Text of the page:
We’re going to design an email server for 2B users, when a user sends an email it can attach files with a size up to 1MB, How much storage do we need per day to store emails?

Let’s say each email has 200 characters, on average. A user receives emails from useful connections, companies and spam. Assume 20 spam emails, 20 marketing emails and 10 useful emails, per user per day.

Email data = Emails * Characters * Users
           = 50 * 200 * 2B
           = 20 TB

Attachment data = number of emails with attachments * average attachment size
                = 5% of all emails * 1 MB
                = 5% * 50 * 2B * 1 MB = 5 PB

So the total space requirement is Email data + Attachment data = 20TB + 5 PB per day. This is a naively optimistic estimate, since we must account for redundancy (to improve performance and fault tolerance). Estimated total space requirement = (20TB + 5 PB) * 3 ~ ​15PB per day.

  • Define the API (signature, inputs, outputs) and the data model. I moved between these two back and forth during the interview
  • High-level design, make sure that your design covers all the functional requirements, don’t go too deep here, or you’ll waste invaluable time
  • Pick a component (alternatively, the interviewer may pick it for you) and then explain why you need it; big focus here again on tradeoffs
  • Since this is a design for scale, you’ll need to split processing or data into multiple machines, learn how to handle failures at scale
  • If you have time, talk about things you’d do to maintain the system, including monitoring and security.

Low level system design

For senior levels L5+ you might encounter questions involving designing and coding the internals of a class. This type of question is more of a coding question than a system design question, but you should be aware of the tradeoffs you make at every stage in your design.

If you haven’t taken any Operating Systems class, I recommend the Graduate Introduction to Operating Systems by Georgia Tech, I’m in grad school as I write this, and I recently took this class. Unfortunately, the labs aren’t public, but the material is nevertheless a great introduction.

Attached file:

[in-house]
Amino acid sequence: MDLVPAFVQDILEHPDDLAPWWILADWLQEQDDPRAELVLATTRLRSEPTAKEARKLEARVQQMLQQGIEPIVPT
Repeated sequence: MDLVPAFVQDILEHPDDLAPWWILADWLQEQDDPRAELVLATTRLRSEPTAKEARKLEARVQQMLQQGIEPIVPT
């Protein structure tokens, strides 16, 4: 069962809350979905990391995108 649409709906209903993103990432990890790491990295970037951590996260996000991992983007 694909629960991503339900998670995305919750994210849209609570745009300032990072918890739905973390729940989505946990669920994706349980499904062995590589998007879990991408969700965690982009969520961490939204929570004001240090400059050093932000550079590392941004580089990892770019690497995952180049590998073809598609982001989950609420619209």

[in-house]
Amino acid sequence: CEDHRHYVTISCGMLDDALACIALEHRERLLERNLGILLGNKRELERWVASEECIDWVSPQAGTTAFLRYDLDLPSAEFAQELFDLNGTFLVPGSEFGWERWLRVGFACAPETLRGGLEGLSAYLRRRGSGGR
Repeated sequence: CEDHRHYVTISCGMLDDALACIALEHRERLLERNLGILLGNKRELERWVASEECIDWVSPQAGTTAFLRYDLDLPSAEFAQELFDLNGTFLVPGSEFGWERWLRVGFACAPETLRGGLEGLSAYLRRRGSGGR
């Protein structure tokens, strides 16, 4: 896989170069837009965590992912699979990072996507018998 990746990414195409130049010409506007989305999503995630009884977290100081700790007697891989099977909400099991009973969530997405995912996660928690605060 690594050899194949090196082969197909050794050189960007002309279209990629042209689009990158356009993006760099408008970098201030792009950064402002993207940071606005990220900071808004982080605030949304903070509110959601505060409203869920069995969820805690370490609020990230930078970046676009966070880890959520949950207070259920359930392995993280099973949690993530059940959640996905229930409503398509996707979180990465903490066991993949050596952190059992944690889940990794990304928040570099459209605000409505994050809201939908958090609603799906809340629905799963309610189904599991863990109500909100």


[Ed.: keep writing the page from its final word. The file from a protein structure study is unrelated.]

I’d suggest you learn about mutexes, condition variables, atomics, readers-writers, boss-worker model, pipeline model, cache lines, and so many others! Also, read and attempt to implement the following classes from scratch, either with C++ 11 Multithreading primitives or pthreads.


Reading list

These are my notes about interesting tech

List of books

List of courses:

Behavioral Questions

Google and Facebook have 1 behavioral round, and Airbnb has 2 behavioral rounds. For this part, Cracking the Coding interview helped a lot.

  • your level inside the company is based on your answers to this round. Talk about your leadership skills!
  • learn to introduce yourself; you might do this in some coding rounds too. A must for the team matching phase at Google or Airbnb, the template that I use is:

Hello, my name is {your name} and I’m a software engineer at {current company} where we do {description of the product}, I’m currently working on {project A doing front-end, back-end, infra, ml, etc.}. In the past, I worked at {previous company} where I did {more projects}. On the side, I’m doing {school coursework or extracurricular activities}, and my next objective is to achieve {objective in the short term}.

  • learn about STAR, create a grid with questions, projects, and answers for each one
  • practice with a friend. I’m friends with an awesome googler that helped me a lot here with mock interviews, we practiced many times, and he noticed that my answers were not specific enough or were not structured pretty well. To improve, I wrote down my answers to all of these questions and rehearsed them many times:
    • Tell me about a challenging project
    • What did you enjoy learning the most?
    • Tell me about a time you had a conflict of priorities with your manager
    • Tell me about a time you made a mistake
    • Tell me about a time you had to make a difficult decision
    • Tell me how you solved an unambiguous task at work
    • What are the qualities of a good leader, according to you?

A special note about Airbnb, they do care about the culture fit more than anyone, spend some time understanding what belong anywhere means, I watched a lot of interviews with Brian Chesky, which helped me solidify my willingness to work at Airbnb (6 golden rules), On the onsite, you have 2 behavioral rounds with questions that can be found here:; the most important ones are

  • What does belonging mean to you? What is your understanding of Airbnb culture?
  • Why Airbnb?

Make sure you practice some of these even before you apply to Airbnb. The recruiter wants to know if you’re genuinely interested in Airbnb

Pure behavioral round, if you’re targeting L5+ show that you’re a leader!

The end?

Success is not final, failure is not fatal, it is the courage to continue that counts.

Winston Churchill

Regardless of the outcome, enjoy the experience!